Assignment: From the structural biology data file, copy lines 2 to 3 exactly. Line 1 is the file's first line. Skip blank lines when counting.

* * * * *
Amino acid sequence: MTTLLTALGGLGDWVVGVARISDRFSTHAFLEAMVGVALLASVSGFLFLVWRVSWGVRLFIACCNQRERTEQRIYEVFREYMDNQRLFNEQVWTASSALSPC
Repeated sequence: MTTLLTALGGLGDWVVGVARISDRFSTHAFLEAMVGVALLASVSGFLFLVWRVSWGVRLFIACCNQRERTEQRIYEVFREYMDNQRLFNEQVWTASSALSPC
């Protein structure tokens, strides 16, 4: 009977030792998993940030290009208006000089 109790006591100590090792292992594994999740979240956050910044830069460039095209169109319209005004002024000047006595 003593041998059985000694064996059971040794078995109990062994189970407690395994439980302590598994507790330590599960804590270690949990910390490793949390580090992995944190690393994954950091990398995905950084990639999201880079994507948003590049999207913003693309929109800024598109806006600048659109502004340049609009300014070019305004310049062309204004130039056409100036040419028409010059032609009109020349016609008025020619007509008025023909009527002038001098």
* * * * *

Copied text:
Repeated sequence: MTTLLTALGGLGDWVVGVARISDRFSTHAFLEAMVGVALLASVSGFLFLVWRVSWGVRLFIACCNQRERTEQRIYEVFREYMDNQRLFNEQVWTASSALSPC
């Protein structure tokens, strides 16, 4: 009977030792998993940030290009208006000089 109790006591100590090792292992594994999740979240956050910044830069460039095209169109319209005004002024000047006595 003593041998059985000694064996059971040794078995109990062994189970407690395994439980302590598994507790330590599960804590270690949990910390490793949390580090992995944190690393994954950091990398995905950084990639999201880079994507948003590049999207913003693309929109800024598109806006600048659109502004340049609009300014070019305004310049062309204004130039056409100036040419028409010059032609009109020349016609008025020619007509008025023909009527002038001098």